Organic vs Local: Which is Top Priority?

October 29, 2013


There have been many times that I’ve been in the grocery store about to fill my cart, when I notice that the organic produce I picked was shipped all the way from some far flung place. The further an item has to travel to get to my grocery store, the greater the negative impact it has on the earth.

Being the good environmental stewardess that I try to be, I go for the local produce instead. But alas, it is conventionally grown– meaning there is the risk that it is genetically modified or covered with pesticides. The horror! What am I to do?

The health-conscious side of me wants to go for the organic, but sustainability points me in the direction of the local product. So which factor holds greater priority if you can only choose one?

Well, the answer to this question is far from black and white. It really depends on your circumstances.

In my case, I tend to follow these principles when grocery shopping.

Is it one of the dirty dozen? If so, buy organic.

The dirty dozen is a list provided by the EWG of the top 12 most contaminated fruits and vegetables. If you’re going to buy anything organic, make sure it’s these guys. Most of them have thin skin or peels that do not provide much protection against pesticide and they are mainly eaten in their whole state.

Know your GMO’s.

GMO’s (genetically modified organisms) are linked to a variety of health concerns. Unfortunately, it is not yet mandatory in the United States to label items as GMO. Take that into consideration when buying corn, potatoes, zucchini, and soy. These crops are the top culprits of genetic engineering, so I like to stay on the safe side and buy only organic when getting these items.

For other products, choose local whenever possible.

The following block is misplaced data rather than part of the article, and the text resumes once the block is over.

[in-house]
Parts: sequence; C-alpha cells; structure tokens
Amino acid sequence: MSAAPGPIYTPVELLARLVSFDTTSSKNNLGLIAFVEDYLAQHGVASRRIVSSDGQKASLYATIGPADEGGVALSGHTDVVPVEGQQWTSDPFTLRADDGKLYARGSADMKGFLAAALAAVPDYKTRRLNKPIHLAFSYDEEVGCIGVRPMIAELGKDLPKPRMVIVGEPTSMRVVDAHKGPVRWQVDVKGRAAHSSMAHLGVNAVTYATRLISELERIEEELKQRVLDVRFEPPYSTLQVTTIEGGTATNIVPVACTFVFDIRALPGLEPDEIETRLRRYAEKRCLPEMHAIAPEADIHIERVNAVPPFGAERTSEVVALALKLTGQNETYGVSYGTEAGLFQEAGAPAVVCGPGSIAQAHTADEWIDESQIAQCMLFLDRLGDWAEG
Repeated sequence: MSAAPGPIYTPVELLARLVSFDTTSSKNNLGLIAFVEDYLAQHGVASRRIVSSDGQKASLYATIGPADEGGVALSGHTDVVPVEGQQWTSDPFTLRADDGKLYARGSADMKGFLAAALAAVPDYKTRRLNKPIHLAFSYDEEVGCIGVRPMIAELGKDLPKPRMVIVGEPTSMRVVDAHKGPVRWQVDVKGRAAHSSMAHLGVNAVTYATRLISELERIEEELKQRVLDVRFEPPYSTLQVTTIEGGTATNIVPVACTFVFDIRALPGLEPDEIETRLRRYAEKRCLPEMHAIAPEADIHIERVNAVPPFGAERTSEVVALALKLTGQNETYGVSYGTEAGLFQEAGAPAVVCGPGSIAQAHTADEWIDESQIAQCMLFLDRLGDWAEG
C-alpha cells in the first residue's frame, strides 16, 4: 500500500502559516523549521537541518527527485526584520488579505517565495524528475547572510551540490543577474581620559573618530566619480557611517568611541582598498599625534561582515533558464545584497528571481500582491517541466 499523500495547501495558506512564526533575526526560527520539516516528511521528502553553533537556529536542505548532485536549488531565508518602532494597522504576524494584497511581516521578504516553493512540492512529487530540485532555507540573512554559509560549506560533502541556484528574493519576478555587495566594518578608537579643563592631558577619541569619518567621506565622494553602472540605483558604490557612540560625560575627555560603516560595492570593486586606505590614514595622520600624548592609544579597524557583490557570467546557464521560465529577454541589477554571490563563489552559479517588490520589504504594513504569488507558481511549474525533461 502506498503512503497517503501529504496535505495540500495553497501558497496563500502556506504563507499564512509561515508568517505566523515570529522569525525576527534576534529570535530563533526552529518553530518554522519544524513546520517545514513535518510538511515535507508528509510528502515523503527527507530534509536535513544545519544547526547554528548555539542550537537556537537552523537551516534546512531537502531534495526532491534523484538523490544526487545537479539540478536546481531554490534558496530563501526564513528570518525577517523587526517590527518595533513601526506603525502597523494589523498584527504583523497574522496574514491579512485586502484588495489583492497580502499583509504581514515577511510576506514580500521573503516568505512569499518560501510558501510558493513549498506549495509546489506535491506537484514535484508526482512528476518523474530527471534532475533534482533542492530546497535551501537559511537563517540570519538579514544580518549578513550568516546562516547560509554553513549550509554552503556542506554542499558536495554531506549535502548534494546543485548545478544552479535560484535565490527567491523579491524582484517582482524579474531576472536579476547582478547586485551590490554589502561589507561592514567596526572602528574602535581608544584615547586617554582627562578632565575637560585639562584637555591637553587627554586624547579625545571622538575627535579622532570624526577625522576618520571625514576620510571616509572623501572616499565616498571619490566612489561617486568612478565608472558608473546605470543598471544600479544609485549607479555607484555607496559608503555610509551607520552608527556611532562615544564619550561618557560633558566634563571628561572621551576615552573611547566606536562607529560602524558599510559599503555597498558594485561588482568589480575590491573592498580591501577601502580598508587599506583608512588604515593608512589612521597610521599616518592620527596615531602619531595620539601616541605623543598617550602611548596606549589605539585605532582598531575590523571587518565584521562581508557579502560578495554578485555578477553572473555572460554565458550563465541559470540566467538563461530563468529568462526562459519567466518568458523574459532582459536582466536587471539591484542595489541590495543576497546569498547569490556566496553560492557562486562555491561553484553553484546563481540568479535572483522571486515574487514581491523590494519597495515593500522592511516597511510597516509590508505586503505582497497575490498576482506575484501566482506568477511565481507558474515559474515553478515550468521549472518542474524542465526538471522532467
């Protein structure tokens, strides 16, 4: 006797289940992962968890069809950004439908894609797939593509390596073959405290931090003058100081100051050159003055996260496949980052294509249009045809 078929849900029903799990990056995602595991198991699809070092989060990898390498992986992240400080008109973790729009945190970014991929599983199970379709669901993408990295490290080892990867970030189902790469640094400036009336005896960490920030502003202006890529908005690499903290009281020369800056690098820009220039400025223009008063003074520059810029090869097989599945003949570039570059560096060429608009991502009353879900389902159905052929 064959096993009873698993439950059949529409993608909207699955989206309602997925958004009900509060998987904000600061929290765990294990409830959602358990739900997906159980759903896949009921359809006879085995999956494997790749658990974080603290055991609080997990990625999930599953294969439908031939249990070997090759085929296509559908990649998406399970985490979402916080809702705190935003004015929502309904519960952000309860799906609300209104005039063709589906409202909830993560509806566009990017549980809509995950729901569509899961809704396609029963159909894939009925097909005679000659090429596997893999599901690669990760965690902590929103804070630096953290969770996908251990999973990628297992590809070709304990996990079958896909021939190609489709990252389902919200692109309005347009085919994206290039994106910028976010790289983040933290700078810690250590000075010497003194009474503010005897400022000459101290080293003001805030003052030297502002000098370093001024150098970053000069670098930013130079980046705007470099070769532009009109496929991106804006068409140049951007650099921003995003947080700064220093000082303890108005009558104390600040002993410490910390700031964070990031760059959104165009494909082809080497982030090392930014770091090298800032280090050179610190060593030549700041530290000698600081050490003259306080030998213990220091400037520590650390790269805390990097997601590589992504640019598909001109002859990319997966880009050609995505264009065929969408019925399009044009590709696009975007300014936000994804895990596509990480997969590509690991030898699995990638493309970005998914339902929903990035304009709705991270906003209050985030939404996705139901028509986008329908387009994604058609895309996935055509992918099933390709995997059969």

Clean any conventional produce very well.


I eat almost every part of my fruits and veggies- yes, even the skins and stalks. I don’t like to waste anything! This makes it especially important for me to wash all my produce thoroughly.  A simple solution of vinegar, baking soda, and water is all you need to rid your food of most remaining pesticides. Just spray on the produce, let sit for a few minutes, and wash off.

Peeling also does an adequate job of removing residual chemicals.

Scout out farmer’s markets and ask lots of questions.

Just because something is at a farmer’s market does not mean that it is the quality you are looking for. That’s why it’s so important to ask in detail about what you’re buying. Many assume that everything sold at farmer’s markets is local and/or healthy when that’s not always the case.

I am very lucky to have a great market in my town. I go regularly and have developed relationships with many of the vendors. By talking to them, I make sure that the products they sell were grown by them and do not contain harmful fertilizers or pesticides.

There are, however, some markets that sell goods that they buy wholesale from other areas. If it is not made clear that something is from the area, be sure to ask. A telltale sign that often goes overlooked is if you spot a product that is not native to your region!

The other thing to be aware of is what kind of farming practices are used on the produce. Many small-scale farms make an ethical decision to follow certain practices such as avoiding sprays. But keep in mind that there are also some small farms that use just as many chemicals as the big guys.

Labels such as “natural” really don’t mean much in the world of farming. The only way to ensure a product is clean is if it is certified organic. One exception for this is farmers who do not want to part with the time or money that it takes to get certified but still use organic-style methods. If this is the case, they will most likely tell you.

Shop seasonally.

As much as I love tropical fruits, I know that they are not the most sustainable option. Fruits and vegetables that are in season where you live are more likely to be local (since they are readily available in the area).  This makes a big difference if you want to maintain an eco-friendly kitchen.


If you don’t have the resources to buy local or organic, it is not the end of the world. Eating any fresh produce (regardless of where it’s from) is always better than eating none. But when you do find yourself choosing between organic and local, remember these principles. Your body will thank you, as well as the earth.

Related articles: What You Need to Know About Pesticides

Why Food Co-Ops Rock

Think Globally, Act Locally: How to Apply Farm to Table

The Good Earth – Healthy Eating for My Daughter


Photo: Unsplash

Quincy is an NC-based college student who is passionate about leading a healthy and compassionate life. Aside from classes, she fills her time with cooking, writing, travel, and yoga. You can find more from her on her blog Shugurcän and on Instagram.


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